Our Family Tree, as Told to Gary North
told Leonard Read the story of his family tree back in 1958. Despite
being notoriously sharp, he was a kindly fellow, always trying to
make his point without sticking it to anyone. So, he neglected to
mention certain aspects of the family tree that nobody in the family
has been proud of. I have decided to be more forthright.
began with the obvious. We pencils spend most of our time helping
people discover the obvious.
am a lead pencil the ordinary wooden pencil familiar to all
boys and girls and adults who can read and write. Writing is both
my vocation and my avocation; that's all I do.
always liked to be humble. But he was really proud of his heritage.
We all are. He explained why.
Pencil, simple though I appear to be, merit your wonder and awe,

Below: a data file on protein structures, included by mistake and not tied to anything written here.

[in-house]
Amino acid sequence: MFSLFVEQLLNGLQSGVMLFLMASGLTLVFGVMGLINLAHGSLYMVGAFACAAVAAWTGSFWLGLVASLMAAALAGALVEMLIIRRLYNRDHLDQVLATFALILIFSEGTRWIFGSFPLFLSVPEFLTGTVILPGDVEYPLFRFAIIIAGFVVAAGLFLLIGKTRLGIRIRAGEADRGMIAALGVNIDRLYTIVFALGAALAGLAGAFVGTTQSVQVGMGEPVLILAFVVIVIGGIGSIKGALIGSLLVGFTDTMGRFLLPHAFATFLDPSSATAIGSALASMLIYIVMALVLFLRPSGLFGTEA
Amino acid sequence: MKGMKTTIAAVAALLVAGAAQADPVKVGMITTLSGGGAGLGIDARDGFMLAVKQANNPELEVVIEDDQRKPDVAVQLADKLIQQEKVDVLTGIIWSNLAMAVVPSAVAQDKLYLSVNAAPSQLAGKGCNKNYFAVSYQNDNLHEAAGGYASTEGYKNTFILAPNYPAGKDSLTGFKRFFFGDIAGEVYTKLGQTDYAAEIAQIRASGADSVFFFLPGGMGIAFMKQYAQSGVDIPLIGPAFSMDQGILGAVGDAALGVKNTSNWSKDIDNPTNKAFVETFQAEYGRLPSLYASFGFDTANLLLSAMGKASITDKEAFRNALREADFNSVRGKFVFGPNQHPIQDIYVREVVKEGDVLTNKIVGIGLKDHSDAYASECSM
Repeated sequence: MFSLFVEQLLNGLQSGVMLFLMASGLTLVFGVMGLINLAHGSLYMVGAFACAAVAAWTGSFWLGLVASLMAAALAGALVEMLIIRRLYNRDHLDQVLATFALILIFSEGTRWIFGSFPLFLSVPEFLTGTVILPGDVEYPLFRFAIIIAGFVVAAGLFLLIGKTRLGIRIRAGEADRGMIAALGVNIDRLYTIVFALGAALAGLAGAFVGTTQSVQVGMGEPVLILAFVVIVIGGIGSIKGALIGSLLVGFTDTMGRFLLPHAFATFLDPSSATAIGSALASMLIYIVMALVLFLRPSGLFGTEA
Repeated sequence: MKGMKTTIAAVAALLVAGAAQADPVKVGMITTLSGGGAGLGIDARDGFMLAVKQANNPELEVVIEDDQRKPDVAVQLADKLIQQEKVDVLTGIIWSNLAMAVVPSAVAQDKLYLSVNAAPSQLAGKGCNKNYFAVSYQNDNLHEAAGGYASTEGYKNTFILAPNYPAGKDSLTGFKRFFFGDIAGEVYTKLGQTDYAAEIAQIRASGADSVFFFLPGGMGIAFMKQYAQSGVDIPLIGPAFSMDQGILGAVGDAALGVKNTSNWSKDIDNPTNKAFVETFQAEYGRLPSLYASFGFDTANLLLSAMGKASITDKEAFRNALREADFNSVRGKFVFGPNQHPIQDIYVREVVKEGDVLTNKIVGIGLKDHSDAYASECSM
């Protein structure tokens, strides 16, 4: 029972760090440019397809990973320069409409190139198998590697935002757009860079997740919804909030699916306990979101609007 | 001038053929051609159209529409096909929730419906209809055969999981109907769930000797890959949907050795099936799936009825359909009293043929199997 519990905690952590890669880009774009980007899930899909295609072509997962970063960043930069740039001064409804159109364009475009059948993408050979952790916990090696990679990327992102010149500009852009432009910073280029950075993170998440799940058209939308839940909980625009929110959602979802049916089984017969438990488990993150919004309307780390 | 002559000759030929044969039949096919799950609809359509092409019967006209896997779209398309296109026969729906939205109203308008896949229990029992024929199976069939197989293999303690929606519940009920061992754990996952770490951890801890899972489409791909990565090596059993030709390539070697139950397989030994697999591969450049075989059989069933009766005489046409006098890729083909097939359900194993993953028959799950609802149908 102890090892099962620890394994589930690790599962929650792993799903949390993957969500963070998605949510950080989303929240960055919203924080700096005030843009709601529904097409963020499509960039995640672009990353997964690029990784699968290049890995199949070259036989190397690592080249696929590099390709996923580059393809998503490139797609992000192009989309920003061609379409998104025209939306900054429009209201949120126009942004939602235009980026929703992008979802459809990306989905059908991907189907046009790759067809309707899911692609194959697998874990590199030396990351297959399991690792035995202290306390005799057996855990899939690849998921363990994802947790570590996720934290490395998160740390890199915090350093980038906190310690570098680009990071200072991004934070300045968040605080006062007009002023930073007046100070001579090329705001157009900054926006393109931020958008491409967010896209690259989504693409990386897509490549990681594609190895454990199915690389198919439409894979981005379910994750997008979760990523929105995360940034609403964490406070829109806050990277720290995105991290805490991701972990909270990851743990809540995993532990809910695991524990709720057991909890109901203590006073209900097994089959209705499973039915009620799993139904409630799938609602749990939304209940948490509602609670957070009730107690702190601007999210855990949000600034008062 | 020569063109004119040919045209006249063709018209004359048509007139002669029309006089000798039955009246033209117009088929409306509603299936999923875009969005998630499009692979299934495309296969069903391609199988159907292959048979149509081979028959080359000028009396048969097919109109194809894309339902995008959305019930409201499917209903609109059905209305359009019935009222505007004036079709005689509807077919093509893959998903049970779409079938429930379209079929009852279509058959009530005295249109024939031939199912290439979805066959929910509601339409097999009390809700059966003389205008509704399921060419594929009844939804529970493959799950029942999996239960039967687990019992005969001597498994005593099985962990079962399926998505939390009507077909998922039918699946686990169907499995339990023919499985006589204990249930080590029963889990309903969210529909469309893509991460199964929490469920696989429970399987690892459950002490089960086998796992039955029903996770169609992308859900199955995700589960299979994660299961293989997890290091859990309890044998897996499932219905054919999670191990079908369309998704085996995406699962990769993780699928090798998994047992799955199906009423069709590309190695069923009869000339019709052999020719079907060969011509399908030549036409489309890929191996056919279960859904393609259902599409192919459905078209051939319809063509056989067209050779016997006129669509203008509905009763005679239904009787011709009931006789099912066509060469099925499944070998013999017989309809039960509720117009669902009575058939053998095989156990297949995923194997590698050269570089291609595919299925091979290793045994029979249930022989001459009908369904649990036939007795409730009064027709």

a claim I shall attempt to prove. In fact, if you can understand
me no, that's too much to ask of anyone if you can
become aware of the miraculousness which I symbolize, you can help
save the freedom mankind is so unhappily losing. I have a profound
lesson to teach. And I can teach this lesson better than can an
automobile or an airplane or a mechanical dishwasher because
well, because I am seemingly so simple.
not a single person on the face of this earth knows how to make
me. This sounds fantastic, doesn't it? Especially when it is realized
that there are about one and one-half billion of my kind produced
in the U.S.A. each year.
are really highly complex, but we look simple. What is true of